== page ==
Imagine a landscape of brush, crops, snaking ravines, and abandoned armaments where some of Kansas City's finest homes now stand.

And this is where the mind’s eye really goes wild. Imagine a landscape of brush, crops, snaking ravines, and abandoned armaments where some of Kansas City’s finest homes now stand. There, at the Battle of Westport, the Union delivered a fatal blow to Price’s army. “What now is the Country Club Plaza was peppered with cannon balls,” a soldier named W.S. Shepherd recalled decades later.

The rebels retreated south and lost again – their supply wagons stuck on the muddy banks of Mine Creek, Kansas. Meanwhile, the Northern states re-elected Lincoln and waited for the American Civil War to grind to an end.

It did end, less than six months after Price’s army backed out of Westport.

Kansas City’s Postwar Miracle

With cannons across the country falling silent, Van Horn’s newspaper declared in April 1865, “we have held on as a community.” But little else about Kansas City’s condition at war’s end was worth celebrating.

The once starry-eyed City of Kansas staggered out of the conflict star-crossed. Though no official census was taken at mid-decade, contemporary scholars suspect the population was back down to 3,000 – a third less than the tally of 1860. Nearly all of the businesses had changed hands, turned belly up, or were shut down by Union troops.

Publisher and ex-mayor Van Horn headed to Washington, D.C. that year to begin serving the first of three terms as a Republican member of the U.S. House of Representatives. His wife, Adela, stayed back, writing him letters bemoaning the “horrid” state of the town that he was still trumpeting as a future metropolis.

“Mud about a foot deep” outside their home, she wrote, “and no prospect of clearing up.” She later relayed the tragic news of “Doc,” a physician friend shot on his way to a house call. In one especially dreary letter, she told her husband: “This [place] would be a desert to me without your love.”

Civic desperation, a lucky location, and the critical timing of two industries poised for peacetime growth—railroads and meatpacking—would spin Kansas City’s fortunes around within a few fateful years.

Local plans to bridge the Missouri River and hammer down a rail spur going north had collected dust during the fighting, as had other railroad projects around the region.

The Hannibal Bridge. Courtesy of the Missouri Valley Special Collections.

Van Horn emerged the craftiest of boosters. Together with fellow Northerner Kersey Coates and local dealmakers of Southern persuasion, Van Horn was perched in the right place—the United States Congress—when railroad investors in Boston were ready to gamble on Kansas City. In short, our “horrid” town’s elite was happy to set aside dueling wartime passions to make some serious wealth in peacetime. They locked arms and convinced out-of-town railroad interests to finance the Hannibal & St. Joseph Railroad Bridge, or simply “Hannibal Bridge.” In 1886 Van Horn sped through Congress the authorizing bill, and Kansas City’s luck soared after its completion in 1869.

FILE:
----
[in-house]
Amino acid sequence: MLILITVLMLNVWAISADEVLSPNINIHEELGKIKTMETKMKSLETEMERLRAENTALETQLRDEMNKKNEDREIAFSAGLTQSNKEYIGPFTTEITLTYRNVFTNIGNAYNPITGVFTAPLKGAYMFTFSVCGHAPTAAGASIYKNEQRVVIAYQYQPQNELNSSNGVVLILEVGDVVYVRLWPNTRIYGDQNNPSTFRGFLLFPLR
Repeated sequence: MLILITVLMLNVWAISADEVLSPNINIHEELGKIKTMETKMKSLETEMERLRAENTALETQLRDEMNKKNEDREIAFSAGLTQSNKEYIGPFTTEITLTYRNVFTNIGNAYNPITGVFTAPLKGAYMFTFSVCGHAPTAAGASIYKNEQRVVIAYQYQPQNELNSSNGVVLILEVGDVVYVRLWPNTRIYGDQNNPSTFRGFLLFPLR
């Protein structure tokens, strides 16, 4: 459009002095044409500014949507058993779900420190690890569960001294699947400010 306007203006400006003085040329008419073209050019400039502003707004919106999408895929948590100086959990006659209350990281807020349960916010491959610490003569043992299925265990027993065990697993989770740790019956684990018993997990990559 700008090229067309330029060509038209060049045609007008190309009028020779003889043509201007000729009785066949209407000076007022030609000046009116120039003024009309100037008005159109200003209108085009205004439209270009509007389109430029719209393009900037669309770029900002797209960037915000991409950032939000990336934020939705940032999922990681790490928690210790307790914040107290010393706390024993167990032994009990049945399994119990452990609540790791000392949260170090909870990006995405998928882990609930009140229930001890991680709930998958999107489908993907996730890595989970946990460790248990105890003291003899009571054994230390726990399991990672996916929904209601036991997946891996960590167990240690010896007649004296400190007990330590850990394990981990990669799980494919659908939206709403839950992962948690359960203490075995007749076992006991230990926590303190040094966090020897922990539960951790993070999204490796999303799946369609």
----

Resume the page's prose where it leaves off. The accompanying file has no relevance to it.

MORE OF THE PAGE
The prewar census of 1860: 4,418 people. The 1870 census: 32,260. This count is thought to be inflated, but the sentiment was accurate. By 1890, when cattle carried by rail were butchered in the West Bottoms, some 133,000 people called Kansas City home. Civic leaders who emphasized the “City of the Future,” as they called it, could dismiss as birth pains the horrific beginnings of their budding metropolis. Yet the state line would forever divide.

Books that continue to fly from regional presses have not yet agreed on whose suffering was justified or whose plundering was most crazed. As summed up to me by Grady Atwater of the John Brown Museum in Osawatomie, Kansas: “Both sides were equally monstrous.” He said this inside a cabin where some of Brown’s zealous abolitionists, responsible for a massacre at Pottawatomi Creek and numerous other killings, had met.

The museum that Atwater maintains is mesmerizing and worth a visit – yet my first visit was not made until a quarter of a century after I arrived in Kansas City. I blame that, partly, on my high-school textbooks, which placed Brown at Harpers Ferry, Virginia, but not in Kansas. I also confess to being lackadaisical in challenging the conventions that set the Civil War in the East – not here in the middle of the nation. Today, my advice to anyone who is starting from scratch to understand the passions that culminated in that epic, horrific struggle? Begin by learning what happened in the Kansas City area. It’s as good of a microcosm of the war as any around.

Everyone needs a place to start. And for me, the learning began not out of a fascination for the Civil War or the lawless frontier, and not even out of interest in the history of our divisive state line.

Rather, I was curious about a fellow newspaper man, Van Horn.

“I am again a loser,” he wrote to his parents in 1855 upon leaving for Kansas City from Ohio, where his previous paper collapsed.

Damned if that Yankee didn’t save Kansas City.

Suggested Reading: 

The Kansas City Star. "Civil War! Inside the Conflict that Forever Divided Kansas and Missouri." 2011.

Miller, Patricia Cleary. Westport, Missouri's Port of Many Returns. Kansas City, MO: Lowell Press, 1983.

Montgomery, Rick and Shirl Kasper. Kansas City: An American Story. Kansas City, MO: Kansas City Star Books, 1999.

Neely, Jeremy. The Border Between Them: Violence and Reconciliation on the Kansas-Missouri Line. Columbia London: University of Missouri Press, 2007.

Cite this page: 
Montgomery, Rick. "Foreword on the Civil War in Kansas City (Page 2 of 2)" Civil War on the Western Border: The Missouri-Kansas Conflict, 1854-1865. The Kansas City Public Library. Accessed Oct, 16, 2017 at http://civilwaronthewesternborder.org/essay/foreword-civil-war-kansas-city/page/0/1